Tag Archives: survival

Songs from the darkest hours

I’ve been encouraged to show up and blog about the dark places. Knowing that it is useful to do so is really important to me. Depression takes away all sense of worth and purpose. It suggests there is no point getting up and trying. Nothing can be improved. Nothing can be fixed. It brings suffers, me most certainly included, to places of feeling that everything we do will be bound to fail. Of course I know, logically and because of the CBT work I’ve done, that once you let that take over, and stop doing anything, you have nothing to fend the depression off with. You’re just that worthless, useless person who does nothing and it is not a long walk from there to feeling like the world would be better off if you were not in it.

A sense of worth and purpose, a reason to show up. It can be a life-saving thing. And so I show up and blog in the hopes that I can say something useful, something that will help another person not quit today. Tell me that you need me and I have a reason to be here. Let me tell you that I need you to make that visible, that it helps, it makes a big difference.

I turn to the smallest things. A button sewn back on a garment. The washing done. I make jam. Small things I can point at, as evidence that I am not a total failure as a person. My jam came out ok. I have some merit.

I know, from book reading, that this has its feet in esteem issues. The person with good self-esteem knows that they are intrinsically worthwhile, loveable, valuable, acceptable. Depression and low self-esteem often go together, it can be a bit chicken-and-egg as to which causes what. I should not, I have been told by the books, base too much of my self-esteem on external achievement, or I will fail to cope when, inevitably, I fail at something. I should not base my sense of self-worth on how much money I earn, because that is to turn myself into a commodity. I should not depend on the opinions of other people for a sense of value. I find that very interesting. It’s like reading about Ancient Rome, or Mars: Things I can imagine maybe were, or are, but that are otherwise totally unavailable to me.

I have two things I want to share today. Beautiful, inspiring, reasons to keep writing from Neil Gaiman – http://www.theguardian.com/books/neilgaiman

And this song, which is an anthem to me. A reminder that others have walked these paths before me and survived them well enough to come back and sing something so raw and real that it often makes me cry just listening to it. I do sing this one myself, but I’ve got to be in a very good place to pull it off. Hearing it is a reminder that sometimes I feel together enough that I can sing this for other people. Sit down next to me…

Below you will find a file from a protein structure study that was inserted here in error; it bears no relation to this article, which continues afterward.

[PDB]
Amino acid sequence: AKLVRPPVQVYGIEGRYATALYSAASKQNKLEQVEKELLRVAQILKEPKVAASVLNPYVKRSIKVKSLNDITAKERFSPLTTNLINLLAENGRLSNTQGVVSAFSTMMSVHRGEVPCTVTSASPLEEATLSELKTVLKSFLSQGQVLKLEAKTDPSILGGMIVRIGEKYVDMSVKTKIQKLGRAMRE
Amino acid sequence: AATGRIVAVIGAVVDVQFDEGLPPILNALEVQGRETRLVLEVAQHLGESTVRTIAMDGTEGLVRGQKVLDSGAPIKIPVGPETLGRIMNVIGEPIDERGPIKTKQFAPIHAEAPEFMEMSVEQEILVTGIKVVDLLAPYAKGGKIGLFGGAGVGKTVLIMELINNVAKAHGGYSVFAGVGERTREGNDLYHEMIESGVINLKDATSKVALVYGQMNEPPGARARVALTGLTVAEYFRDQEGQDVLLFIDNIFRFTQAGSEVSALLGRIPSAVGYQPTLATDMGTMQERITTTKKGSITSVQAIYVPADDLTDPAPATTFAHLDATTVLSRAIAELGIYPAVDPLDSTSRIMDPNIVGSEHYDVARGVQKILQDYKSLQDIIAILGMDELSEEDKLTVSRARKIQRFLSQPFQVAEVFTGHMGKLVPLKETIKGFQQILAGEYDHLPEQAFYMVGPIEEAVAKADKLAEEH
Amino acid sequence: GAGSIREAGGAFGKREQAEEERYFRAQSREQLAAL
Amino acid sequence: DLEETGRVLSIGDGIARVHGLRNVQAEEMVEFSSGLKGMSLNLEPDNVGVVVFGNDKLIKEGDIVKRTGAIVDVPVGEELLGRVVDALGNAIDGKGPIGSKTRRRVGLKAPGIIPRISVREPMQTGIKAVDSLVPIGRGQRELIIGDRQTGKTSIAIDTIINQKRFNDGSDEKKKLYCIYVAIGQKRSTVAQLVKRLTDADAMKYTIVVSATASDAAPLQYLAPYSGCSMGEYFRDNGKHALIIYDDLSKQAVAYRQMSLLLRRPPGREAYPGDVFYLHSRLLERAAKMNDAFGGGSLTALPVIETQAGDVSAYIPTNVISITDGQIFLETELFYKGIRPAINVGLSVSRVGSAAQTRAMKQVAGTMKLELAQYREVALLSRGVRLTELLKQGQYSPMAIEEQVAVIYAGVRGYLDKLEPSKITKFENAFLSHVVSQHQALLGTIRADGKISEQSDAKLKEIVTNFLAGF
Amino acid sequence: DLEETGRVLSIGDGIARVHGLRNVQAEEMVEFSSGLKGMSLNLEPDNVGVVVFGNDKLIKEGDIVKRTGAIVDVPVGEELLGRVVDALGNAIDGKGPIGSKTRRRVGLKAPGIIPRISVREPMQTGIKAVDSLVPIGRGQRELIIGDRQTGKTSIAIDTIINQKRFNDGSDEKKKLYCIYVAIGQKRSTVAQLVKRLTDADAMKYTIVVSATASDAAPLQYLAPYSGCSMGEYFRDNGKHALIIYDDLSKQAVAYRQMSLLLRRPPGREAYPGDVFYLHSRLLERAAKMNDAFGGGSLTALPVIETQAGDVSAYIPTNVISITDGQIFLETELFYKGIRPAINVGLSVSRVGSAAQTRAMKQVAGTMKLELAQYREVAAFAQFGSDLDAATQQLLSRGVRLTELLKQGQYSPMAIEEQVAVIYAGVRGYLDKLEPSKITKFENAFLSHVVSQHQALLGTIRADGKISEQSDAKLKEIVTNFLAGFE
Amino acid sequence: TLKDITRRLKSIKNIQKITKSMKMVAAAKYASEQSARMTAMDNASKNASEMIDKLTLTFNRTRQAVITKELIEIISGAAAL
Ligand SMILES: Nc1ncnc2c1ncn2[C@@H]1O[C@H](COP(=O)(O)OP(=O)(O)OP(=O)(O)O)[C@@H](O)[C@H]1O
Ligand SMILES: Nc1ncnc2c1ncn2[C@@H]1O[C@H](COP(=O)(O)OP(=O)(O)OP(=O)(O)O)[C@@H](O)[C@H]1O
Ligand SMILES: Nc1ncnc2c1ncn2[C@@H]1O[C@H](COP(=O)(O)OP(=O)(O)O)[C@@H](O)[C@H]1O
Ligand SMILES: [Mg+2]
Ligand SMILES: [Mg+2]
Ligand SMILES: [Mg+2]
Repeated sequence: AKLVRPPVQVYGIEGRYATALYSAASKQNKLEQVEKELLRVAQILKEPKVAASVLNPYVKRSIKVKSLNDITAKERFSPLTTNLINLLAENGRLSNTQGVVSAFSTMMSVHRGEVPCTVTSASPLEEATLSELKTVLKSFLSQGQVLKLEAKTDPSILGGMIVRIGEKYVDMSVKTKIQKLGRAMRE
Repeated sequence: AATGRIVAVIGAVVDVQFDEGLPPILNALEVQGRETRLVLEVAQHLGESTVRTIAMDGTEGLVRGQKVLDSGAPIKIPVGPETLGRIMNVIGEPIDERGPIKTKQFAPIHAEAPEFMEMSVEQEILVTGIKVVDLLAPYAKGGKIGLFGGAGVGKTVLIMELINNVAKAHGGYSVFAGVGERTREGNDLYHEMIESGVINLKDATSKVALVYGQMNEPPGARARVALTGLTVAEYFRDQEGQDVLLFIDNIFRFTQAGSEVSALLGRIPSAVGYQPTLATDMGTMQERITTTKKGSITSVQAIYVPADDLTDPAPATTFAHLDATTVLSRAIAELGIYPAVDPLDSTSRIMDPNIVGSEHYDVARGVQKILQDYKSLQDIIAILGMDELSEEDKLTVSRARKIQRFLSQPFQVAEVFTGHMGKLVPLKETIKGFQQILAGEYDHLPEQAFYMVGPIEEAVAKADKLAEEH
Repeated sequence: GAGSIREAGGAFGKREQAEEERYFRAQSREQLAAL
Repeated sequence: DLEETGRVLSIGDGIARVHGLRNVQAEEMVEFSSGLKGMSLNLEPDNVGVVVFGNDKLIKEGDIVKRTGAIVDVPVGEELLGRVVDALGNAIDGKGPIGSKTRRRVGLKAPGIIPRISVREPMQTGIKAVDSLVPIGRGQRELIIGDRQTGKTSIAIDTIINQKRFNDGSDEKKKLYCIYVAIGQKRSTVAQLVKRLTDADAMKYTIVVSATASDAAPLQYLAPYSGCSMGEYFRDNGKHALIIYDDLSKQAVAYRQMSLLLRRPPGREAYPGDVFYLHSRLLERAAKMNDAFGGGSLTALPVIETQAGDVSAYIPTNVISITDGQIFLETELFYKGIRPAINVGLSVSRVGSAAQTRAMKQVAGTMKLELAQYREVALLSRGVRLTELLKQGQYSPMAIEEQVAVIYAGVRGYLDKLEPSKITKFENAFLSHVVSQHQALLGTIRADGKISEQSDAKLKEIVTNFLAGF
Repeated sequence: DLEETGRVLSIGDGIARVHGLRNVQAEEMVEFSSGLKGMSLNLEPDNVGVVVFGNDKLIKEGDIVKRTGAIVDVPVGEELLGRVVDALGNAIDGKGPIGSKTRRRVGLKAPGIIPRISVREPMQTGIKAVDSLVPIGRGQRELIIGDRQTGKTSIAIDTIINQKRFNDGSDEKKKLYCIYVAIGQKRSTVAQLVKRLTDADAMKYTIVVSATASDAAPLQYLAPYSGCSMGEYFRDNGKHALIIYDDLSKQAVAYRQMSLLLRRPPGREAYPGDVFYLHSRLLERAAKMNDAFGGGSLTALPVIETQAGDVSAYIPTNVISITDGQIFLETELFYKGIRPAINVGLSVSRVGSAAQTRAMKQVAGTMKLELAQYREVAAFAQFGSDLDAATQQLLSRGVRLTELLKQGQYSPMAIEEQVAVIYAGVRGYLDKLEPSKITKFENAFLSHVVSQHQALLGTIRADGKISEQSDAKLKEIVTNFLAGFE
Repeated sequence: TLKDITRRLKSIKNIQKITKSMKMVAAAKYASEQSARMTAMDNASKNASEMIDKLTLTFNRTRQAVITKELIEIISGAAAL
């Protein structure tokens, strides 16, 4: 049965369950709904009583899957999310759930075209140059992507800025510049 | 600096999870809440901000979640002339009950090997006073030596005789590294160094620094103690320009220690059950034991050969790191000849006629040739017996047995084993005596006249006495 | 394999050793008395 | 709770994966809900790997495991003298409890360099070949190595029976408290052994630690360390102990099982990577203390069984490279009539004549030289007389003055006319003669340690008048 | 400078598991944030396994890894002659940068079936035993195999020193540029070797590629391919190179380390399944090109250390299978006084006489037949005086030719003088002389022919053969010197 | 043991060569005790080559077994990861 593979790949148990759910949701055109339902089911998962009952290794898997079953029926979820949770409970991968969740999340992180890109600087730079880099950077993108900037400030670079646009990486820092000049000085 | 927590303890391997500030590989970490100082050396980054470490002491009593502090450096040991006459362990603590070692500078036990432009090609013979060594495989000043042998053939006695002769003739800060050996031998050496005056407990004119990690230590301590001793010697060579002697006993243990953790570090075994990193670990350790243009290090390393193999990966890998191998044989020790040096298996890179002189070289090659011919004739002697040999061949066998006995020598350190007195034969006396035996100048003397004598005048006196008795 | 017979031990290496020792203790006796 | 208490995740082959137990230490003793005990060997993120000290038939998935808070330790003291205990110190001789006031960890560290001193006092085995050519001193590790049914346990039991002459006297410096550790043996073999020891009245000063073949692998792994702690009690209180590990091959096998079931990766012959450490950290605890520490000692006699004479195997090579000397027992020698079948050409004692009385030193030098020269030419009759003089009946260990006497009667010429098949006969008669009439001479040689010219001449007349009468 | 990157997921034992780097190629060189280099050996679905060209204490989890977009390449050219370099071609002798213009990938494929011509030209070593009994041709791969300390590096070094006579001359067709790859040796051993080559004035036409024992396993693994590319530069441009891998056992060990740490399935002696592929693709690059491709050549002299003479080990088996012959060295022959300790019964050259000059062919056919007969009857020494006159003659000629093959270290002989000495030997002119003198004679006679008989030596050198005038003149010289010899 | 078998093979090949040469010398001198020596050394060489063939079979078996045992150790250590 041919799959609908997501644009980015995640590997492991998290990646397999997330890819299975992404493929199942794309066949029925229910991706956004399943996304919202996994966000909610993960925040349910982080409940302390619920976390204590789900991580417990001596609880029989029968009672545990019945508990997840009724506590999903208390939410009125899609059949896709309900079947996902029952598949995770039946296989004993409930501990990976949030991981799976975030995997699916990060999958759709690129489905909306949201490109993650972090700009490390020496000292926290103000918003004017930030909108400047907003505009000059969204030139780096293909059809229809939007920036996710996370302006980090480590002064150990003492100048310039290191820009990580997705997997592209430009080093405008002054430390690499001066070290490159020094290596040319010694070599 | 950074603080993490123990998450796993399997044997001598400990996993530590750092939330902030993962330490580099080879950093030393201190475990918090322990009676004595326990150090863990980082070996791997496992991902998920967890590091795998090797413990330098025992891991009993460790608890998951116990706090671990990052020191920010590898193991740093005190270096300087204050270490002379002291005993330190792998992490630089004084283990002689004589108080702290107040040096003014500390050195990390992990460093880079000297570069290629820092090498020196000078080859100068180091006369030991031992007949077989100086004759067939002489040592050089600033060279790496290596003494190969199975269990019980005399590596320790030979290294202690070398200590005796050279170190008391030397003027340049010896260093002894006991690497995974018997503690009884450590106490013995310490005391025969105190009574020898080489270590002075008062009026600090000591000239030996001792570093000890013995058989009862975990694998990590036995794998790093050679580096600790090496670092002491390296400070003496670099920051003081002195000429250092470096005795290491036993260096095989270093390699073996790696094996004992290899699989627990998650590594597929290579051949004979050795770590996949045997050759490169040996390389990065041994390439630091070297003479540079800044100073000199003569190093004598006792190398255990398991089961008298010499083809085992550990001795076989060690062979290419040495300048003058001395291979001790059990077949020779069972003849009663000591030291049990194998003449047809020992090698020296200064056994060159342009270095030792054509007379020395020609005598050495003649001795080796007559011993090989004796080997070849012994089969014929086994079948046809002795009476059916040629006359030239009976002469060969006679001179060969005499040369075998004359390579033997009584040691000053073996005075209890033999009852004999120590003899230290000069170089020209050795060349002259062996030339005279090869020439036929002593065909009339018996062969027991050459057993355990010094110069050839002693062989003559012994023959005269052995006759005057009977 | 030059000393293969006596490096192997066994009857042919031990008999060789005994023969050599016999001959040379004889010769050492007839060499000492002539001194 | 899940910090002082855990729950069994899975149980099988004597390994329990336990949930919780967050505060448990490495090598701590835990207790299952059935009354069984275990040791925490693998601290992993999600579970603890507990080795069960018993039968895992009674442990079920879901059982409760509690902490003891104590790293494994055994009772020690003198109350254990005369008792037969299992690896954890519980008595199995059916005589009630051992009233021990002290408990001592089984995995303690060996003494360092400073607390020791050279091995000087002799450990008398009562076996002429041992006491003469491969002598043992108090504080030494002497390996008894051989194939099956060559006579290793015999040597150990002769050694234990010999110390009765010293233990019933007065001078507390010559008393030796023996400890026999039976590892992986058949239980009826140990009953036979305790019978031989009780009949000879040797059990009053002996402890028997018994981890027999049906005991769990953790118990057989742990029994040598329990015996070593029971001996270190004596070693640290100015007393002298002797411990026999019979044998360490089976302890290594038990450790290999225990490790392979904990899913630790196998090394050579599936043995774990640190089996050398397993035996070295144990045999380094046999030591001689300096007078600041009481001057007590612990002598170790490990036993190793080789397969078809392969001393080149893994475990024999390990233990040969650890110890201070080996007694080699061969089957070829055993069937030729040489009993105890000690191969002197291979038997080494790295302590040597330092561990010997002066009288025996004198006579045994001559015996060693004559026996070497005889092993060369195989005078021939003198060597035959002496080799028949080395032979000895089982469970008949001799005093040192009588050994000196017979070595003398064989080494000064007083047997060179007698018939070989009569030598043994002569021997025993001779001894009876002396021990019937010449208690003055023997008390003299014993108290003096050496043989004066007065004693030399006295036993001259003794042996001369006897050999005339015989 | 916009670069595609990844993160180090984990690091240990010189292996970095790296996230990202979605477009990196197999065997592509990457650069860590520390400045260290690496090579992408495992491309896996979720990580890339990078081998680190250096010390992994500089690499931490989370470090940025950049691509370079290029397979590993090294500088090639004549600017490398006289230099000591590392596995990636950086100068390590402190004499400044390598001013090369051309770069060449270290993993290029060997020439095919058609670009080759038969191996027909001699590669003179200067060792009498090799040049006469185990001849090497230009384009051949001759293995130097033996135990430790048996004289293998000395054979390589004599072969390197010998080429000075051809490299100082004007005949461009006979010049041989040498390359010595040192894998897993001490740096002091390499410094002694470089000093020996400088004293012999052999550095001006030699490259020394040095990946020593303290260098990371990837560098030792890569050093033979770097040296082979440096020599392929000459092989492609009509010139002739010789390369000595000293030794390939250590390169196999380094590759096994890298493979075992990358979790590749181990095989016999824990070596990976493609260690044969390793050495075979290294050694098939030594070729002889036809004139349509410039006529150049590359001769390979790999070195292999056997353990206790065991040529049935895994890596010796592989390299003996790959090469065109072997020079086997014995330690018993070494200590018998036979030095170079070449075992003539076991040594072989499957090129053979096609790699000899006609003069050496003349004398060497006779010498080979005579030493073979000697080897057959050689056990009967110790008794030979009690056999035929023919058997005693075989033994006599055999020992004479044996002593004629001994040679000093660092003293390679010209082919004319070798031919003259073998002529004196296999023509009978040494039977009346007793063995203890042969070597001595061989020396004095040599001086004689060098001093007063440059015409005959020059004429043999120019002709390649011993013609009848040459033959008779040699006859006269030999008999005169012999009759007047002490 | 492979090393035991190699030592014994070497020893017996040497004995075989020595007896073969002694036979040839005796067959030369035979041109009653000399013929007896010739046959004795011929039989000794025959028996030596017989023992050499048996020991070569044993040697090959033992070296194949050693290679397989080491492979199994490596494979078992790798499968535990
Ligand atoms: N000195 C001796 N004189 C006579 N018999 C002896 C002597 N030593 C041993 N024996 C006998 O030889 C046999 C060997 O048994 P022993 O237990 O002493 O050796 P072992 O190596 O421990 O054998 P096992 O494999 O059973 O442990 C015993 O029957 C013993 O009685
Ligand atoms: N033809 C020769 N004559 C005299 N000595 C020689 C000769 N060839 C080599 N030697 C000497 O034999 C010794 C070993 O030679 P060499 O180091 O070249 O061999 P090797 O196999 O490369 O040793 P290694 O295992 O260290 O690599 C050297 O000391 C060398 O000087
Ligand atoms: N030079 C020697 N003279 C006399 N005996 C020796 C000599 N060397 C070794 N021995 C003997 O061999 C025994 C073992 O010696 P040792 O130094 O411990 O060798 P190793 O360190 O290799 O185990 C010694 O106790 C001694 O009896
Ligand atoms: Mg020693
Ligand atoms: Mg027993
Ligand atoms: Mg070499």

The end of medicine

I’d noticed maybe twenty years ago that there was an issue with antibiotics. I’m not a scientist, not working in medicine, and even so, I got the message. Antibiotics were a finite resource. To make them last longer we needed to stop routinely giving them to animals and prescribing them for the slightest ailment. Apparently no one else paid much attention. We have a myth (upheld by the movies) that science will find a magic solution in the nick of time. It hasn’t, and the end of antibiotics is now looming.

Without antibiotics, operations will be far more risky, and things that are currently routine will cease to be so. This may mean a collective shift in how we think about medicine, and for me, it’s flagged up some rather uncomfortable ideas about the current systems. The obvious answer to losing antibiotics is to invest more in preventative medicine. There are plenty of ailments that can be avoided, where small, early interventions reduce the need for bigger ones later on. There are many conditions we know perfectly well can be alleviated or avoided just through lifestyle changes.

But here’s the thing. If someone has a heart attack at fifty, goes on to need a bypass, medicines, later a pacemaker, more drugs, more hospital time, they cost a lot of money. Or to put it another way, a lot of money is made out of them. A fit and healthy person who seldom needs to see a GP, much less anything more involved, does not make money for anyone – or at least, not for drugs companies or medical companies. There are financial benefits, for some, from others being ill. There is a whole industry out there that depends very precisely on other people being ill. Then there are the health insurance companies, and even in countries like the UK where medicine is mostly free at point of access, there is still the option to pay for a faster service, and people turning a profit. The more interested our government gets in introducing market forces into medicine, the more reason there is to have people get sick and need curing, the less reason there is to keep people well in the first place. The logic of the market place simply is not consistent with treating human beings in a compassionate and civilized way.